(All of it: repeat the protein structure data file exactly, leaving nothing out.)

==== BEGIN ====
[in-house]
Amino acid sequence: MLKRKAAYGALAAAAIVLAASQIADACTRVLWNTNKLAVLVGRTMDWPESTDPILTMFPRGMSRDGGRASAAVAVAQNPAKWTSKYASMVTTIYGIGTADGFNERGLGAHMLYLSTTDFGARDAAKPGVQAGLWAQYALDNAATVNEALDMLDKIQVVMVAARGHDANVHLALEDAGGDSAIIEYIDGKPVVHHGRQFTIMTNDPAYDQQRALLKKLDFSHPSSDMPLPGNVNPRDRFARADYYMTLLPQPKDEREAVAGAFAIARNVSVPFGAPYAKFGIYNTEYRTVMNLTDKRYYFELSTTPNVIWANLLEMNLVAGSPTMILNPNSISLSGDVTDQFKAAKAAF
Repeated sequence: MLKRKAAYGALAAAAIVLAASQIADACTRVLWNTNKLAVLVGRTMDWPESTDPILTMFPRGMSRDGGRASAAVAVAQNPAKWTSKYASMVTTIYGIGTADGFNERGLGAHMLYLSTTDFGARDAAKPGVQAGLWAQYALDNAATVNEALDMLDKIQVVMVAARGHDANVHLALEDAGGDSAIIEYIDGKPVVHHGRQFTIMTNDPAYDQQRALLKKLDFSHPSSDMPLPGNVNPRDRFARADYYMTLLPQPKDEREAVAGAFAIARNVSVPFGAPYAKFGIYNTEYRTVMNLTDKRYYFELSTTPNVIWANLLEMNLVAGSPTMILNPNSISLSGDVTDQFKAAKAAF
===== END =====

[in-house]
Amino acid sequence: MLKRKAAYGALAAAAIVLAASQIADACTRVLWNTNKLAVLVGRTMDWPESTDPILTMFPRGMSRDGGRASAAVAVAQNPAKWTSKYASMVTTIYGIGTADGFNERGLGAHMLYLSTTDFGARDAAKPGVQAGLWAQYALDNAATVNEALDMLDKIQVVMVAARGHDANVHLALEDAGGDSAIIEYIDGKPVVHHGRQFTIMTNDPAYDQQRALLKKLDFSHPSSDMPLPGNVNPRDRFARADYYMTLLPQPKDEREAVAGAFAIARNVSVPFGAPYAKFGIYNTEYRTVMNLTDKRYYFELSTTPNVIWANLLEMNLVAGSPTMILNPNSISLSGDVTDQFKAAKAAF
Repeated sequence: MLKRKAAYGALAAAAIVLAASQIADACTRVLWNTNKLAVLVGRTMDWPESTDPILTMFPRGMSRDGGRASAAVAVAQNPAKWTSKYASMVTTIYGIGTADGFNERGLGAHMLYLSTTDFGARDAAKPGVQAGLWAQYALDNAATVNEALDMLDKIQVVMVAARGHDANVHLALEDAGGDSAIIEYIDGKPVVHHGRQFTIMTNDPAYDQQRALLKKLDFSHPSSDMPLPGNVNPRDRFARADYYMTLLPQPKDEREAVAGAFAIARNVSVPFGAPYAKFGIYNTEYRTVMNLTDKRYYFELSTTPNVIWANLLEMNLVAGSPTMILNPNSISLSGDVTDQFKAAKAAF